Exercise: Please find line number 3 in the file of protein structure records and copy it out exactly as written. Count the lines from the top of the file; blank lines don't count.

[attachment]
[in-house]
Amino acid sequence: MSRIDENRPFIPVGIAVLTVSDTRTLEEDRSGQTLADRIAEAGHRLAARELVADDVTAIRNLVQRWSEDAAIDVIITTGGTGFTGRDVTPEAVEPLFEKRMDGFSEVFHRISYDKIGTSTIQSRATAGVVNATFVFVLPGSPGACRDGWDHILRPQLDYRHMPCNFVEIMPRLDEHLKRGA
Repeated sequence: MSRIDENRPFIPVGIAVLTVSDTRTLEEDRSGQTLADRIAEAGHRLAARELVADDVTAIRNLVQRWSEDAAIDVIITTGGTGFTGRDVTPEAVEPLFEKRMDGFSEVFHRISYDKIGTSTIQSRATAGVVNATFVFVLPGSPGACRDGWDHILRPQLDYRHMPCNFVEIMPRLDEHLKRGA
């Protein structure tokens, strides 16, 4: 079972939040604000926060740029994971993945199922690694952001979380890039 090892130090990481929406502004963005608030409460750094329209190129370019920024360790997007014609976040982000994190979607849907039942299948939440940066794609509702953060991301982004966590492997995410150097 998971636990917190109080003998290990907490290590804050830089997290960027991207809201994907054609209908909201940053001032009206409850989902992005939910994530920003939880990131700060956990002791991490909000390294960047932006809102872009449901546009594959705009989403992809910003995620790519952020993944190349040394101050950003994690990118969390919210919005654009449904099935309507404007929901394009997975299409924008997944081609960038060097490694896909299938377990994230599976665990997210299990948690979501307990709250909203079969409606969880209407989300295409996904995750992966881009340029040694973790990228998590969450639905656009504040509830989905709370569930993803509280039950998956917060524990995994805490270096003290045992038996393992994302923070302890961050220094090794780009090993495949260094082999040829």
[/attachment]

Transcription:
Repeated sequence: MSRIDENRPFIPVGIAVLTVSDTRTLEEDRSGQTLADRIAEAGHRLAARELVADDVTAIRNLVQRWSEDAAIDVIITTGGTGFTGRDVTPEAVEPLFEKRMDGFSEVFHRISYDKIGTSTIQSRATAGVVNATFVFVLPGSPGACRDGWDHILRPQLDYRHMPCNFVEIMPRLDEHLKRGA